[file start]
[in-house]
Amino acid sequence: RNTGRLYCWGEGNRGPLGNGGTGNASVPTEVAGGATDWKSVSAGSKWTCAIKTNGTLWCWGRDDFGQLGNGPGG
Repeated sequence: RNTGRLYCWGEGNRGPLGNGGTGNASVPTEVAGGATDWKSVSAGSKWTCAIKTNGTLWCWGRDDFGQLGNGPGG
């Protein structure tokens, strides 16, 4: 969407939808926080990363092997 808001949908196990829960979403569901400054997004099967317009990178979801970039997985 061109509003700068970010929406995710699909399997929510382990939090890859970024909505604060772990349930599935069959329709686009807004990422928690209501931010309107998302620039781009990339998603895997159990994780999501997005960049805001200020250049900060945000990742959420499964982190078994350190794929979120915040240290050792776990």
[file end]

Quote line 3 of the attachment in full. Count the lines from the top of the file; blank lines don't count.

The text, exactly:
Repeated sequence: RNTGRLYCWGEGNRGPLGNGGTGNASVPTEVAGGATDWKSVSAGSKWTCAIKTNGTLWCWGRDDFGQLGNGPGG